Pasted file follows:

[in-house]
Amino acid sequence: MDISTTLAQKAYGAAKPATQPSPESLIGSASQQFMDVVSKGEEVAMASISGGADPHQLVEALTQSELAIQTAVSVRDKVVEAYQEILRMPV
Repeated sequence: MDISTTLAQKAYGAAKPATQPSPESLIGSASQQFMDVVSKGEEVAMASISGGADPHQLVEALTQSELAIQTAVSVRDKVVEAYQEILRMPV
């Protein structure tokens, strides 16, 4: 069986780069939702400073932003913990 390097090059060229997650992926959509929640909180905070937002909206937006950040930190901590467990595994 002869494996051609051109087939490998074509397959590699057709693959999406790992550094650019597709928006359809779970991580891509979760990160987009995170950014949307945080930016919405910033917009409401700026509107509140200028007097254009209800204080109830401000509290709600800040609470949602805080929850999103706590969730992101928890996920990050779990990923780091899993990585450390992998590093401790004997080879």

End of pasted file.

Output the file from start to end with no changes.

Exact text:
[in-house]
Amino acid sequence: MDISTTLAQKAYGAAKPATQPSPESLIGSASQQFMDVVSKGEEVAMASISGGADPHQLVEALTQSELAIQTAVSVRDKVVEAYQEILRMPV
Repeated sequence: MDISTTLAQKAYGAAKPATQPSPESLIGSASQQFMDVVSKGEEVAMASISGGADPHQLVEALTQSELAIQTAVSVRDKVVEAYQEILRMPV
């Protein structure tokens, strides 16, 4: 069986780069939702400073932003913990 390097090059060229997650992926959509929640909180905070937002909206937006950040930190901590467990595994 002869494996051609051109087939490998074509397959590699057709693959999406790992550094650019597709928006359809779970991580891509979760990160987009995170950014949307945080930016919405910033917009409401700026509107509140200028007097254009209800204080109830401000509290709600800040609470949602805080929850999103706590969730992101928890996920990050779990990923780091899993990585450390992998590093401790004997080879």